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Brewer makes it official

Ending months of speculation, Gov. Jan Brewer officially filed to run for governor in 2010.

Brewer’s representatives filed paperwork for a candidate committee with the Arizona Secretary of State’s Office on Nov. 5, and she is expected to publicly announce her candidacy later in the evening at an awards dinner in Glendale.

The governor intends to run as a publicly funded candidate, according to Doug Cole of the consulting firm HighGround, which is running her campaign. The statement of organization filed with the Arizona Secretary of State’s Office lists her as not participating in the Clean Elections system because she first must qualify for matching funds with the Citizens Clean Elections Commission, Cole said. CCEC rules state that to become a publicly funded candidate, you must first file as a non-participating candidate.

A fundraising email sent out Nov. 5 by Brewer advisor Chuck Coughlin, also of HighGround, asks for $140 contributions, saying the campaign is hoping to get the maximum 366 contributions needed for the campaign’s seed money within a few days.

The campaign committee is being co-chaired by former Arizona Attorney General Grant Woods and former U.S. Transportation Secretary Mary Peters, who had been rumored to be considering a run for the Ninth Floor as well.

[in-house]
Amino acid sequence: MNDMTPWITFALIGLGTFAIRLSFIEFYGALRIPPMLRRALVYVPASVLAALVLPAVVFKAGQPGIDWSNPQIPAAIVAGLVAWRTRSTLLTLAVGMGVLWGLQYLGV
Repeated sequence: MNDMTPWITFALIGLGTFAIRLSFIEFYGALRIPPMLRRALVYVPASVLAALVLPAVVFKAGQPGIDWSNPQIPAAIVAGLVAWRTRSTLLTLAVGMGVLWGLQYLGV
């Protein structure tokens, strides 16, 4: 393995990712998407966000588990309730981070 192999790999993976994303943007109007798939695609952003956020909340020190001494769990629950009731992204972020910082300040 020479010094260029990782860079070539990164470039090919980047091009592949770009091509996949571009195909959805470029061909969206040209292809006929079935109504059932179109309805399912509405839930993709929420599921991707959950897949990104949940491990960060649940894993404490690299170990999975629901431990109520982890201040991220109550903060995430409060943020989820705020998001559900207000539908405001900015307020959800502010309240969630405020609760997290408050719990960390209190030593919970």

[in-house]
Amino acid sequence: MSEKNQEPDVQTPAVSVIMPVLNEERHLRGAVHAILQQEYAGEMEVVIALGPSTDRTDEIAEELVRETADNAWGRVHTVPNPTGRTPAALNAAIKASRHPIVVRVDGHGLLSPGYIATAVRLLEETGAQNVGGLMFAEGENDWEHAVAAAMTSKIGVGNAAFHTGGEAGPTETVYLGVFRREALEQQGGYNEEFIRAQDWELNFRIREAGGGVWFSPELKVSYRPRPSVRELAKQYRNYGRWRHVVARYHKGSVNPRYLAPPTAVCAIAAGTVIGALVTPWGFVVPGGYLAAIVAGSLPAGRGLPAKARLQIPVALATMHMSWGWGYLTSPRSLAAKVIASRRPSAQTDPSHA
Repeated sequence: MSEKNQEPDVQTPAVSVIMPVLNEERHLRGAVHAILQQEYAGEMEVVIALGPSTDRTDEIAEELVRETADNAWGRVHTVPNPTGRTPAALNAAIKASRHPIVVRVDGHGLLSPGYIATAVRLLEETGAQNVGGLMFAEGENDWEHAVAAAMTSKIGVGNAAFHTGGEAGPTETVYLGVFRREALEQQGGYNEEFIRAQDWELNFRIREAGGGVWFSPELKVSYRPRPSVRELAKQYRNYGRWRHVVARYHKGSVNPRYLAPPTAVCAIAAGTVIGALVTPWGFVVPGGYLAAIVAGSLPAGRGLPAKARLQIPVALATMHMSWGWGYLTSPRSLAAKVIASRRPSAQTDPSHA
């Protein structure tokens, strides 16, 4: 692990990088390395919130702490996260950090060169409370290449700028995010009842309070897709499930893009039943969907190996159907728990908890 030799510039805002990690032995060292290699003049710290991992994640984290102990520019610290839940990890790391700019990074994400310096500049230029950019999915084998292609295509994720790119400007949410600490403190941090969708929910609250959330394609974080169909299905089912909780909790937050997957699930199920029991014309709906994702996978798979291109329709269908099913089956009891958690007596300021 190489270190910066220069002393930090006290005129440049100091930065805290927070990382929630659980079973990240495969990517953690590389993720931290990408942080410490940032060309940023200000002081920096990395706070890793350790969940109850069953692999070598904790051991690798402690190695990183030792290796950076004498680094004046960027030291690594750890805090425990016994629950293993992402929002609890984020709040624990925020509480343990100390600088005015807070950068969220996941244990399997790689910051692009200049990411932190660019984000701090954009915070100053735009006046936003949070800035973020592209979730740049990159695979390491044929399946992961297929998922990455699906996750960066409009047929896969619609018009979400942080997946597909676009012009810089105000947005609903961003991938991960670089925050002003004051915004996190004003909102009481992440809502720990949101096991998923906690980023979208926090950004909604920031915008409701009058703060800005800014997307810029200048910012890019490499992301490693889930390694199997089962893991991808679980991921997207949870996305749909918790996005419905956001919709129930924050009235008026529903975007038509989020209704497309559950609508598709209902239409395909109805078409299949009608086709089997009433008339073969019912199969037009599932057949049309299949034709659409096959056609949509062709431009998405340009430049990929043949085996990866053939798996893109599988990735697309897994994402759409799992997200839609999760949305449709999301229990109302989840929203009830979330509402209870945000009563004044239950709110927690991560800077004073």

Brewer is scheduled to speak Thursday night at Westmarc’s 17th annual Best of the West awards dinner, and will make her public announcement at the event at Glendale’s Renaissance Hotel and Spa.

Brewer’s candidacy has been the biggest unanswered question of the 2010 election cycle. The governor has frequently said she is “leaning toward” running, but has declined to say definitively whether she would seek a full term or shy away from the election due to low polling numbers and fierce opposition from conservatives to her proposed sales tax increase.

Several Republicans have expressed a willingness to challenge Brewer in the primary, including state Treasurer Dean Martin, former Arizona GOP Chairman John Munger and Paradise Valley Mayor Vernon Parker. Munger and Parker told the Arizona Capitol Times that they still intend to challenge her in the primaries, and Martin said his decision would not be affected by whether Brewer got into the race.

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